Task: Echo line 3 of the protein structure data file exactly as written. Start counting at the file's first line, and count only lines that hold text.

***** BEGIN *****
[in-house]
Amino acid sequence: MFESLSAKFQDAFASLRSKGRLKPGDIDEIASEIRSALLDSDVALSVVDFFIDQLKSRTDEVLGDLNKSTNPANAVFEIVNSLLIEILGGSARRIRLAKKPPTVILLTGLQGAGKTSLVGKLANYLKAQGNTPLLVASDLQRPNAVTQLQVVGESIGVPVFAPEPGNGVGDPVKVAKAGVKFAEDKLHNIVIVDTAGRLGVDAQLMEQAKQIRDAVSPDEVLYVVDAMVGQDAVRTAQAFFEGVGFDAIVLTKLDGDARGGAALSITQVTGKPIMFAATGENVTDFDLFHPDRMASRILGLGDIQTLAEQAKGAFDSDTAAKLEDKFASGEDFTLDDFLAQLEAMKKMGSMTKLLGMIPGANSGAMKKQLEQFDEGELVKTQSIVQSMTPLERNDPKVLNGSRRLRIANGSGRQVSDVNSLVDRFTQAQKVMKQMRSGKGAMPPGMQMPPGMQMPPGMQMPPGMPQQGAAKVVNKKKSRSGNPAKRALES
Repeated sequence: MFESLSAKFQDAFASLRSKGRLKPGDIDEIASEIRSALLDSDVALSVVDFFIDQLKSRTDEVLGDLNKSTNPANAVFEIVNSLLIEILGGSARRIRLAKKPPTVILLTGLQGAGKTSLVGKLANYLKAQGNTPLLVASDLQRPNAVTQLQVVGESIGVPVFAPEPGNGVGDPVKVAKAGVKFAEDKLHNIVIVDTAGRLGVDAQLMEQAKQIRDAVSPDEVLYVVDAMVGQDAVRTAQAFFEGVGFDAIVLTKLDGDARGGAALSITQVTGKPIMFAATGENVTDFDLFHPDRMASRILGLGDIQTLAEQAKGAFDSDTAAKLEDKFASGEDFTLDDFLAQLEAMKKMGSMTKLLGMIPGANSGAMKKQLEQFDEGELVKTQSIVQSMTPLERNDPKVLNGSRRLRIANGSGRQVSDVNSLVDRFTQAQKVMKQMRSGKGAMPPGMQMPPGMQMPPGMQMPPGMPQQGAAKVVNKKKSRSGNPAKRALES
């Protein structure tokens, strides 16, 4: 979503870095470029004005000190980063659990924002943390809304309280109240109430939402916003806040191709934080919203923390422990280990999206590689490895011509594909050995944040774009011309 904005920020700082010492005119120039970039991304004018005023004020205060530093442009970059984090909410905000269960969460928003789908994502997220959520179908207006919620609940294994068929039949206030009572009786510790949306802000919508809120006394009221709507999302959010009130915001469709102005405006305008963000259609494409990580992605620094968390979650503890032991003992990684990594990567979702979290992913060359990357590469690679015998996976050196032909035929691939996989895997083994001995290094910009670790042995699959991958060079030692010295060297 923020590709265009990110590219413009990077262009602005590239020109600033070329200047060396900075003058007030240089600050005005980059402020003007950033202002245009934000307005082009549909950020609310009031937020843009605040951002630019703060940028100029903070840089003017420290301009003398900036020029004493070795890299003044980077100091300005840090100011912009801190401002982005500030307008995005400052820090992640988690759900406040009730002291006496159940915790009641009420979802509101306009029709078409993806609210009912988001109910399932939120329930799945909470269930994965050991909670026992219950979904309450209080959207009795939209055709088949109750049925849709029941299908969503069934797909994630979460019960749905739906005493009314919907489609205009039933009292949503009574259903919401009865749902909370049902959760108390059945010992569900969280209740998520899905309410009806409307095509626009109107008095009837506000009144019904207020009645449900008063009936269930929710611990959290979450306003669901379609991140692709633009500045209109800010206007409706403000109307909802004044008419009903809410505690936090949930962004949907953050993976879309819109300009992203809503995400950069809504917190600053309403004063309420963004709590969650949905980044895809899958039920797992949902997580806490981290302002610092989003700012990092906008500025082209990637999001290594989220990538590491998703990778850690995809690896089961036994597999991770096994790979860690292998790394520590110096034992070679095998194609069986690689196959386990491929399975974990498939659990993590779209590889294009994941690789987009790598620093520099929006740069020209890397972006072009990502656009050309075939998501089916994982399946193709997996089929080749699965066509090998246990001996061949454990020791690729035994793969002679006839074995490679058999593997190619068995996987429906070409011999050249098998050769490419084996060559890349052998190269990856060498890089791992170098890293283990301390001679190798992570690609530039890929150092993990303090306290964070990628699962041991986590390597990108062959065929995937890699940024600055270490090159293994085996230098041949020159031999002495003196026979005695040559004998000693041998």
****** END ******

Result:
Repeated sequence: MFESLSAKFQDAFASLRSKGRLKPGDIDEIASEIRSALLDSDVALSVVDFFIDQLKSRTDEVLGDLNKSTNPANAVFEIVNSLLIEILGGSARRIRLAKKPPTVILLTGLQGAGKTSLVGKLANYLKAQGNTPLLVASDLQRPNAVTQLQVVGESIGVPVFAPEPGNGVGDPVKVAKAGVKFAEDKLHNIVIVDTAGRLGVDAQLMEQAKQIRDAVSPDEVLYVVDAMVGQDAVRTAQAFFEGVGFDAIVLTKLDGDARGGAALSITQVTGKPIMFAATGENVTDFDLFHPDRMASRILGLGDIQTLAEQAKGAFDSDTAAKLEDKFASGEDFTLDDFLAQLEAMKKMGSMTKLLGMIPGANSGAMKKQLEQFDEGELVKTQSIVQSMTPLERNDPKVLNGSRRLRIANGSGRQVSDVNSLVDRFTQAQKVMKQMRSGKGAMPPGMQMPPGMQMPPGMQMPPGMPQQGAAKVVNKKKSRSGNPAKRALES